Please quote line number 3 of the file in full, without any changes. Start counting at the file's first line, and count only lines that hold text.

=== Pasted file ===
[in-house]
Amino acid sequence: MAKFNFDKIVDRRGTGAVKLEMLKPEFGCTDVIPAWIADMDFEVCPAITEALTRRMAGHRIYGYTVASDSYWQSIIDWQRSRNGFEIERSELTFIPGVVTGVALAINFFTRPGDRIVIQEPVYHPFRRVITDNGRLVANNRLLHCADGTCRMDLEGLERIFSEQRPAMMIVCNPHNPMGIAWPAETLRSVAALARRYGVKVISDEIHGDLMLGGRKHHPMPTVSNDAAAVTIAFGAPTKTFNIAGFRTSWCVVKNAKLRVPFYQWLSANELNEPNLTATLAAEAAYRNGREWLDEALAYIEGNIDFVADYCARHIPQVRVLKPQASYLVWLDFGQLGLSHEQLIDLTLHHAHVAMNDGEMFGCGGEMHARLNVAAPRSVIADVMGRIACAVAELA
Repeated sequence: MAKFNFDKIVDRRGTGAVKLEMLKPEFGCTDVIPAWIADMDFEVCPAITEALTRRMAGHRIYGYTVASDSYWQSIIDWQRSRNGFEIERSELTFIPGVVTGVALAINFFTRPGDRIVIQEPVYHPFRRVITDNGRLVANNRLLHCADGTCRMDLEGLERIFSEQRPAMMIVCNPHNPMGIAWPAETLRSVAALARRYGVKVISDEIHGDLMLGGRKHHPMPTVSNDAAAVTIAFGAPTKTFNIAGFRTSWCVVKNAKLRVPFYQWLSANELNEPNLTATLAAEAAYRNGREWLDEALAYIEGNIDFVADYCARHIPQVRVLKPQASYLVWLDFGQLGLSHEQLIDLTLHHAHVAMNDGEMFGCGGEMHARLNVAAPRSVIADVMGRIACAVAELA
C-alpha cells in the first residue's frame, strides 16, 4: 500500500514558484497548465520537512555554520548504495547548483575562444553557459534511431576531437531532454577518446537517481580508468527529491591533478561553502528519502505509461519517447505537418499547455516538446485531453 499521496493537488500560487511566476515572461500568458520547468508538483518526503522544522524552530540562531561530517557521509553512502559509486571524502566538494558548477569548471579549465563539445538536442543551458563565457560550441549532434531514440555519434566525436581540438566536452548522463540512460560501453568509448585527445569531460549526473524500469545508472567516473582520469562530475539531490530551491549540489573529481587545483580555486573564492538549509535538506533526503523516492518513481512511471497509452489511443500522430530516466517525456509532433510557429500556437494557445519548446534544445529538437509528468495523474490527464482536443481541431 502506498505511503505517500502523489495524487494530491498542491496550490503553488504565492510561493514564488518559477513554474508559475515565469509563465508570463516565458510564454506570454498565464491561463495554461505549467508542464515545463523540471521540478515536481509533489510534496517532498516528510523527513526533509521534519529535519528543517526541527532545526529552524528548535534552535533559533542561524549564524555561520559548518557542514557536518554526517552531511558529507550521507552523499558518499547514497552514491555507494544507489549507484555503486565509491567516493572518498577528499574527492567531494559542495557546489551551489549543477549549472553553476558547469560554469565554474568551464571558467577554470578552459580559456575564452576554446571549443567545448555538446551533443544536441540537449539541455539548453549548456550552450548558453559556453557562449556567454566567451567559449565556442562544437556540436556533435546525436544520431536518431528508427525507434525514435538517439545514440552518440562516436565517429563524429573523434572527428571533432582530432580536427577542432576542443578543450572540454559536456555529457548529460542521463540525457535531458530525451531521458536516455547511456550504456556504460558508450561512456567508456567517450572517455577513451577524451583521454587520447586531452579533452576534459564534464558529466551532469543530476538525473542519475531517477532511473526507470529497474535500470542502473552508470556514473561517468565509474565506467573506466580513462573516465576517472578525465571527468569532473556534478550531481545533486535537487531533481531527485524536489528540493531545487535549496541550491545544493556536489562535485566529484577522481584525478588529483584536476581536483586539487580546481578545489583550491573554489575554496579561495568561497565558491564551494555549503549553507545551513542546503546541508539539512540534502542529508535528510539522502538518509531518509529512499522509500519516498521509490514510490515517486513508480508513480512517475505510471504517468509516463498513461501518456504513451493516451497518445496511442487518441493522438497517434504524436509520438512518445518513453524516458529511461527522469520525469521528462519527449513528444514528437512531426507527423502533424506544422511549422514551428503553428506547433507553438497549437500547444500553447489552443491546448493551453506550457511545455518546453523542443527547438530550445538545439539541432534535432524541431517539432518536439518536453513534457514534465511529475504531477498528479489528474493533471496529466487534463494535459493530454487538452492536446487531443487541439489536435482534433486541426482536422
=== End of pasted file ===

Repeated sequence: MAKFNFDKIVDRRGTGAVKLEMLKPEFGCTDVIPAWIADMDFEVCPAITEALTRRMAGHRIYGYTVASDSYWQSIIDWQRSRNGFEIERSELTFIPGVVTGVALAINFFTRPGDRIVIQEPVYHPFRRVITDNGRLVANNRLLHCADGTCRMDLEGLERIFSEQRPAMMIVCNPHNPMGIAWPAETLRSVAALARRYGVKVISDEIHGDLMLGGRKHHPMPTVSNDAAAVTIAFGAPTKTFNIAGFRTSWCVVKNAKLRVPFYQWLSANELNEPNLTATLAAEAAYRNGREWLDEALAYIEGNIDFVADYCARHIPQVRVLKPQASYLVWLDFGQLGLSHEQLIDLTLHHAHVAMNDGEMFGCGGEMHARLNVAAPRSVIADVMGRIACAVAELA